Program To Honor WWI Graves For Centennial Armistice Day
A woman who comes from one of McLean County’s most well-known military families is trying to rally support for a passion project honoring local soldiers killed in World War I.
Suzanne Kraus is the niece of John Kraus of Danvers, who died in 1918—one of the first McLean County soldiers to be killed in battle during the war. The Bloomington VFW post is named in his honor.
Suzanne Kraus is one of the organizers of an Adopt-a-Grave program that’s tied to the centennial Armistice Day on Nov. 11. Kraus and the other organizers hope to find people willing to “adopt” graves of WWI soldiers, cleaning and decorating them before Nov. 11. An open house is set for this Sunday to recruit participants.
“My uncle’s been remembered and honored. And I’m concerned by the idea of (others) being forgotten,” said Kraus, who lives in Chicago. Three of her uncles served in World War I.
Kraus and the All Present and Accounted For project have been working for years to identify where all of McLean County’s killed-in-action WWI soldiers are buried. They’ve found 110 soldiers buried in 35 cemeteries in the region. Twenty more are still buried in Europe. One is at Arlington National Cemetery outside Washington, D.C.
Five have never been found.
“With the centennial, if we don’t capture this information now, it’s only going to get harder,” Kraus told GLT. “It’s more fleeting. Something about the centennial brings it up all and everybody’s kind of clued in, but it’s going to quickly dissipate into the memory and into the past.”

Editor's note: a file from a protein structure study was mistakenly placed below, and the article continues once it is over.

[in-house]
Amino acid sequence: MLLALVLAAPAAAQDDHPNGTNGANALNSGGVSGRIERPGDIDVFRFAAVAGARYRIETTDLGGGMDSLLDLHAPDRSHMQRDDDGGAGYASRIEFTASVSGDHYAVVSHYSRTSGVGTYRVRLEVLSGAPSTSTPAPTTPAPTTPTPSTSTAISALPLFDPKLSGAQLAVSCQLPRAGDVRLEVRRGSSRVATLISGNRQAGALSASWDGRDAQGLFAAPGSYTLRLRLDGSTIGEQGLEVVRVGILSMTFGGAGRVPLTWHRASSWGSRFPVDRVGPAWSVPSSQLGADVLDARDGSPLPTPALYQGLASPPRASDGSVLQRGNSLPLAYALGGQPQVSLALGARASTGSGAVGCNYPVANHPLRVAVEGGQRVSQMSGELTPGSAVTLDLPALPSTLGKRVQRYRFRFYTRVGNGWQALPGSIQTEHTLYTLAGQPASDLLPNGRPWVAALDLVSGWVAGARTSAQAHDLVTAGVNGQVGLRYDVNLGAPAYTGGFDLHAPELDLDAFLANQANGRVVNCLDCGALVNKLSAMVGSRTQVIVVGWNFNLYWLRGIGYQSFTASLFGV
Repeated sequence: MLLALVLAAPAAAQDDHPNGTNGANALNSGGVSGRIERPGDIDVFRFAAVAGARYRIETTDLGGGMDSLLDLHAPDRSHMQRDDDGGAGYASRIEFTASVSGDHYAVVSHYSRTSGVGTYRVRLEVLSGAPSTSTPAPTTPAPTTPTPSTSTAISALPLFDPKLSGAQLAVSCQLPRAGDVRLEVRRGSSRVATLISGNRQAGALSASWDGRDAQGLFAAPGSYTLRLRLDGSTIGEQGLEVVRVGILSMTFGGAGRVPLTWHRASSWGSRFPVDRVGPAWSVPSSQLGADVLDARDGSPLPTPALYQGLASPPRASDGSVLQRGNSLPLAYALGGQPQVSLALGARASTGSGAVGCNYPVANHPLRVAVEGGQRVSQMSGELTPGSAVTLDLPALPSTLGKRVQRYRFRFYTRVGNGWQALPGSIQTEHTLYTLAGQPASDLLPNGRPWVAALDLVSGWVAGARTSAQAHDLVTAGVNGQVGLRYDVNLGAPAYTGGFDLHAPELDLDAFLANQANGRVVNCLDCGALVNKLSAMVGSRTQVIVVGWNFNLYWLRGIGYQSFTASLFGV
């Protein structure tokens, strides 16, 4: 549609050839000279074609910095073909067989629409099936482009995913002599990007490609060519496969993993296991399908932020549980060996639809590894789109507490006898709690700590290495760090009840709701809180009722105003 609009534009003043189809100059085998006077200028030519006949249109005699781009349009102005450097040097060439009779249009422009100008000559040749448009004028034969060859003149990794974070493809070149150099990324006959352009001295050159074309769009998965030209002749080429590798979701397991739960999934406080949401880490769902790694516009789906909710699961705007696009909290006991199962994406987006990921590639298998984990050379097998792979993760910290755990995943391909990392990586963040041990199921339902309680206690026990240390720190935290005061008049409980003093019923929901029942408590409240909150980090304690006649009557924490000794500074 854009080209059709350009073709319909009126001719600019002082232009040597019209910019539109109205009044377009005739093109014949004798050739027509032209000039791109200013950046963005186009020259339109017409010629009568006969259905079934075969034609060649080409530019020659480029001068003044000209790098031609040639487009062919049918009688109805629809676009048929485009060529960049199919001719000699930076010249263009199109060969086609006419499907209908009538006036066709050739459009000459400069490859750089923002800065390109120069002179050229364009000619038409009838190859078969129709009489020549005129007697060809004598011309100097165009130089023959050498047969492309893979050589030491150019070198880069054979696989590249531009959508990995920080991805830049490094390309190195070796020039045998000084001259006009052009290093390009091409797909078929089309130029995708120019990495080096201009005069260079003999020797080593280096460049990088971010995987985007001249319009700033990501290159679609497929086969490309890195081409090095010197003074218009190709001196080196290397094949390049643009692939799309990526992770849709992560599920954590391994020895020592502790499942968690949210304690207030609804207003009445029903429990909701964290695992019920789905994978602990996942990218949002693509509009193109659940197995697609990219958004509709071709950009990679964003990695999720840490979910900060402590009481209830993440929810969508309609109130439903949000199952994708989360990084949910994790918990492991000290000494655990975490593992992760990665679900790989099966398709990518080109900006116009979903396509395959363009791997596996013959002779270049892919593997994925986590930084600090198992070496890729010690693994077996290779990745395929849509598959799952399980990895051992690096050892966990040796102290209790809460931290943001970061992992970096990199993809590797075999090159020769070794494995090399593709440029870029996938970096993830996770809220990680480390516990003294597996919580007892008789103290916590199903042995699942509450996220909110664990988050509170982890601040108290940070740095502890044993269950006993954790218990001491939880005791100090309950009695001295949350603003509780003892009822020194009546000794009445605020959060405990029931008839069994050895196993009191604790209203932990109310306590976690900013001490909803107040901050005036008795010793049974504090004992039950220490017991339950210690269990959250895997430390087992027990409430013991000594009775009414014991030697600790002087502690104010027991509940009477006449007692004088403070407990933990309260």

During Sunday’s open house, a list of cemeteries and maps will be available for those interested in adopting a grave. (The first step for adopting a grave is finding it, Kraus said. Larger cemeteries have an index, but even then walking the rows may be necessary, she said.) Participants only have to care for the grave through Nov. 11, not beyond that, Kraus said.
Those who adopt are encouraged to clean up the gravesite and headstone, maybe plant some bulbs for next spring, and pick up items (such as a flag) from the VFW post for placement on the graves.
“This was supposed to be the war to end all wars,” Kraus said. “Wouldn’t it be great if it had?”
The Adopt-a-Grave program is a partnership between the VFW post, the All Present and Accounted For project, and the Lexington Genealogical and Historical Society.
Editor's note: This story has been corrected to reflect that three of Kraus' uncles served in World War I. One was killed in action, not all three.
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